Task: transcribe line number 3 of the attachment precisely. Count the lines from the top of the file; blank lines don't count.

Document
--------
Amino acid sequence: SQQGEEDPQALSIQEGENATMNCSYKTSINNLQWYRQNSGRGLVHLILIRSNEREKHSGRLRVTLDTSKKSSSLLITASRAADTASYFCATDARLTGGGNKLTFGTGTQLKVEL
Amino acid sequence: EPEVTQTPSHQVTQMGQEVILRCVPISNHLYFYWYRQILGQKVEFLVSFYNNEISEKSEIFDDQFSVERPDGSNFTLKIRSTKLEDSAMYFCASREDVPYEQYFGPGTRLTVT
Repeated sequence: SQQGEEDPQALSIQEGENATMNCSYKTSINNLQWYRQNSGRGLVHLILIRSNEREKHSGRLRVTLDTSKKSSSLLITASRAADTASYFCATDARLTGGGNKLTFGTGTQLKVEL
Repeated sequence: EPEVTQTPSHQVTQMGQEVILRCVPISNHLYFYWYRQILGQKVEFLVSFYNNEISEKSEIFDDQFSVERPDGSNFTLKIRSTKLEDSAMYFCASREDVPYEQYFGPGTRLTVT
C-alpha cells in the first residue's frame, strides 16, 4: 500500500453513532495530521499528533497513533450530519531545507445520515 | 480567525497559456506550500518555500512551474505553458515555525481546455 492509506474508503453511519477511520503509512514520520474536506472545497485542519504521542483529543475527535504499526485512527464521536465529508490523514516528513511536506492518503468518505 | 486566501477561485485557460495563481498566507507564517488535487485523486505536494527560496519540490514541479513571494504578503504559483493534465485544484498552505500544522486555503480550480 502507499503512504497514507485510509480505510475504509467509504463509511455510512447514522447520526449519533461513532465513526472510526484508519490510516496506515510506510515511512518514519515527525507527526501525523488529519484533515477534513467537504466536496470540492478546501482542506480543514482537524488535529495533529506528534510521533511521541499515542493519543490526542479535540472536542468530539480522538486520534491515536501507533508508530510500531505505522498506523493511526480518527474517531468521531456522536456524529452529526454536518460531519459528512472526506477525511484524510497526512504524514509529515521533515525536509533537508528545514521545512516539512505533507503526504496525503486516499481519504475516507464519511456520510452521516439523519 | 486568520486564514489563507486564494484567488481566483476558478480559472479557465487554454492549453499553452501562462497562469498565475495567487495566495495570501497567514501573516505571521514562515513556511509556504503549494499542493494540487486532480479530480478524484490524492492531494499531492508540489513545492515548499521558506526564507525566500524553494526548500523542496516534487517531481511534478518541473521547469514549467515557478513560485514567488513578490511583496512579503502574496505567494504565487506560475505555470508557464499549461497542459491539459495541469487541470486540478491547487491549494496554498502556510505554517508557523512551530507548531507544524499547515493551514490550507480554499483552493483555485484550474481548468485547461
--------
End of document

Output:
Repeated sequence: SQQGEEDPQALSIQEGENATMNCSYKTSINNLQWYRQNSGRGLVHLILIRSNEREKHSGRLRVTLDTSKKSSSLLITASRAADTASYFCATDARLTGGGNKLTFGTGTQLKVEL